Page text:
Conversely, an incremental theory of intelligence gets adopted by children who are told they do smart things. The focus on their efforts instead of their personal traits allows kids to see intelligence as something resulting from their actions. This more flexible interpretation of intellect leads to us putting more effort into becoming smarter.

    Challenging video games, such as Elden Ring, give immediate feedback about your performance. You get punished for doing poorly but are rewarded for doing well. This type of gameplay causes players to adopt an incremental theory of intelligence. And this conditions players to try harder.

    Putting more effort into things usually results in better outcomes. Whether it is working on a school project or beating a tough boss in Elden Ring, trying harder gets your farther.

    Failure in Video Games Teaches New Behaviors

    Rewarding effort is important in learning, but so is the punishment that comes with failure. While the latter in real life can be depressing, failure in video games doesn’t feel nearly as bad. As such, repeated failures in video games can teach us new behaviors with few consequences.

    For example, let’s look at the Great Wyrm Theodorix boss fight in Elden Ring. This boss does way more damage with its attacks than it should. Even with the max amount of HP and the highest possible defensive stats, you will still get killed in one or two hits from this dragon-like monster.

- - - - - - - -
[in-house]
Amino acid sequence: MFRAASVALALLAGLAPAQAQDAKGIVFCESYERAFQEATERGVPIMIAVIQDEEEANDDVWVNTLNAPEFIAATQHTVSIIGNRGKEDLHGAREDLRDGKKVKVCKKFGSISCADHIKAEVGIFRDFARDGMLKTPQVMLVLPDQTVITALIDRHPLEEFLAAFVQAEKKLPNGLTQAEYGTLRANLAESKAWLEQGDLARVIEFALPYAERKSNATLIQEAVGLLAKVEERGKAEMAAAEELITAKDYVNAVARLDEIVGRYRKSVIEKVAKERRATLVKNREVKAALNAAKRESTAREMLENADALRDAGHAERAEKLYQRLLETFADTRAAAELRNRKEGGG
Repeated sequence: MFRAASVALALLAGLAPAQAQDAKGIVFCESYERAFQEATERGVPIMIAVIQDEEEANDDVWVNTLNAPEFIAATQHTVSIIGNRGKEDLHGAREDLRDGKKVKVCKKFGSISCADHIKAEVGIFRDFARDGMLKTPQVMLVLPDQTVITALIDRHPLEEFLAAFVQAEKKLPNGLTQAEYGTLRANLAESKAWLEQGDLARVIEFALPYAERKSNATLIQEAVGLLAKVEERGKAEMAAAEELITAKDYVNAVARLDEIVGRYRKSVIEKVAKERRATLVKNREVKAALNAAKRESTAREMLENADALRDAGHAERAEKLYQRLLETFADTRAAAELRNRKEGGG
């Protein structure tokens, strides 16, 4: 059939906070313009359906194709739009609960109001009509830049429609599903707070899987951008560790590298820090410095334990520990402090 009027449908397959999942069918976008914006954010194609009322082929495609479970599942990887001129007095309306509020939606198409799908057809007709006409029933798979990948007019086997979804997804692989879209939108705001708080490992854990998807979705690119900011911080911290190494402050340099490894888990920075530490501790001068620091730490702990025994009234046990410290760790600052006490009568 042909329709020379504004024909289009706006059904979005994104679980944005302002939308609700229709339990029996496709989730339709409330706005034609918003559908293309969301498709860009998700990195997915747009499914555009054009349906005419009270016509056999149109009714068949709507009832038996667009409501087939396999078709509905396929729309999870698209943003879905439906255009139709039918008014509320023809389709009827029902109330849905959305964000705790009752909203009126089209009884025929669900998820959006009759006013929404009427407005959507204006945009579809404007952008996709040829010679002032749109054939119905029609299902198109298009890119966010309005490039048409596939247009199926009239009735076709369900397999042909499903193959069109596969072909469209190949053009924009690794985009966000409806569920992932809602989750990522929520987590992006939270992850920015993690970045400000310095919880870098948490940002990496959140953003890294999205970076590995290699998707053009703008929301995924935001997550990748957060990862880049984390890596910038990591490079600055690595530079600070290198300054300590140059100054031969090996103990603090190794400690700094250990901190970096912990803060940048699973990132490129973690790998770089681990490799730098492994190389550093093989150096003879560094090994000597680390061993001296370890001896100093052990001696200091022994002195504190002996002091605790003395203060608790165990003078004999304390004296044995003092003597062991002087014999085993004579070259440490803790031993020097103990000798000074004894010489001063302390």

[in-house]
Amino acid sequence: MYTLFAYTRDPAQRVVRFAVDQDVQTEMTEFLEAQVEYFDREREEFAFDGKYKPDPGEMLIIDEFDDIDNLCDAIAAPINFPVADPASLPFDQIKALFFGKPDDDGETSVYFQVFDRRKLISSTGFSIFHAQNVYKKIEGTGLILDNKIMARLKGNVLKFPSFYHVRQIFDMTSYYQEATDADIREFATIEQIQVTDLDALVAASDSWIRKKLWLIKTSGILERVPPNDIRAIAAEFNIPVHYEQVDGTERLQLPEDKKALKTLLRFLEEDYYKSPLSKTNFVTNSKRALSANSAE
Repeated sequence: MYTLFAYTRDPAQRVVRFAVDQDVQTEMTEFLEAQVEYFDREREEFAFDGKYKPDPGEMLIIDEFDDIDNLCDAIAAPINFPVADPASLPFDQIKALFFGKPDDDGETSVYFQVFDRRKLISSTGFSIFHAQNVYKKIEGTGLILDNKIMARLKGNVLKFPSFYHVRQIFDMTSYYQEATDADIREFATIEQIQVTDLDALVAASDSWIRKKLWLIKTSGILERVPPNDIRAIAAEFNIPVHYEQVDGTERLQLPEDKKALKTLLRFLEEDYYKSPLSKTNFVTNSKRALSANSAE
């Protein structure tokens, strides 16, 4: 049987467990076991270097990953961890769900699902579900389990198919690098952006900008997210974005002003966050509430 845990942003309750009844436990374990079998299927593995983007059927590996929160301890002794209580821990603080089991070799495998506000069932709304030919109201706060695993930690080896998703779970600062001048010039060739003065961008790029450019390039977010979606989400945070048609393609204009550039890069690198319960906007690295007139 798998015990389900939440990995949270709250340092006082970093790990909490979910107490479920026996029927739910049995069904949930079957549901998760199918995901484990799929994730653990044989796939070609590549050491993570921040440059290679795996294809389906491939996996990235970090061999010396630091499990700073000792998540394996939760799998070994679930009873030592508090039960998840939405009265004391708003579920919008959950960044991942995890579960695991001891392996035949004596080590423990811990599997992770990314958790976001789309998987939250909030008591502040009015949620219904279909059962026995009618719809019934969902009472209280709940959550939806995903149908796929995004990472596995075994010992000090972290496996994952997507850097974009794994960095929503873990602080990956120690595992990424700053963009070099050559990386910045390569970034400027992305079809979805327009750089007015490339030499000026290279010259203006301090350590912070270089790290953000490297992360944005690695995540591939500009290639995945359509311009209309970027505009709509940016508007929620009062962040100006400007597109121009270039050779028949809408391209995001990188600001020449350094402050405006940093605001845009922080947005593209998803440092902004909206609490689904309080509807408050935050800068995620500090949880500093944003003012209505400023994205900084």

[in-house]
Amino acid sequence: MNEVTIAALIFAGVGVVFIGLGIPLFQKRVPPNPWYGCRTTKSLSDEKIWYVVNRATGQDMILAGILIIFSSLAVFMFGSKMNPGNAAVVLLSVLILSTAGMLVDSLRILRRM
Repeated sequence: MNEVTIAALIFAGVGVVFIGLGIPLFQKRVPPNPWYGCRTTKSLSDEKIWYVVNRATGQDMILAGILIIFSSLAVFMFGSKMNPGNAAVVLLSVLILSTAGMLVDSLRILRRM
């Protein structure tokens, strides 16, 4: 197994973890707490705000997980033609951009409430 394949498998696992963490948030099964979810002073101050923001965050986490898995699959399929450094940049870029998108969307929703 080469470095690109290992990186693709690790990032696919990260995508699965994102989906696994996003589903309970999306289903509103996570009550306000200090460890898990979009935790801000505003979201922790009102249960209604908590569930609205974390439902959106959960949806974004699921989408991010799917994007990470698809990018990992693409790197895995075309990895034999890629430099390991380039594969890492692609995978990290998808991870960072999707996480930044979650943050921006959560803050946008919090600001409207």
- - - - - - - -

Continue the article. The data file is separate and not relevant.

This unfair aspect forces players to think of a way to beat this boss without directly confronting them in battle. In turn, the player will look around the area for any advantages. When they do, they’ll find a few giant land octopuses very close to Theodorix’s location.

    For this fight, you’re supposed to lead Theodorix toward the land octopuses so that the tentacled beasts fight the boss for you. Furthermore, doing this trivializes the fight, as land octopuses can take attacks from Theodorix much better than you can as a squishy human. With three octopuses nearby, you’ll have a numerical advantage on your side as well.

    Also, to be clear, there’s nothing in the game that tells you to do this. You’re just supposed to figure it out by dying to Theodorix a lot and exploring the area.

    This is important to learn in real life as well. When you’re faced with impossible odds, it’s often better to think of an alternate approach as opposed to trying the same thing over and over.

    Increased Information Retention

    The player knocking he with Maple off of her broom and getting a Heart Piece for doing so.

    Trial and error is a method commonly used in video games. You’re expected to try things multiple times before you get any sort of reward. However, if you fail to remember previous outcomes, you can’t make progress.

    Luck-Based Events Make Your Memory Better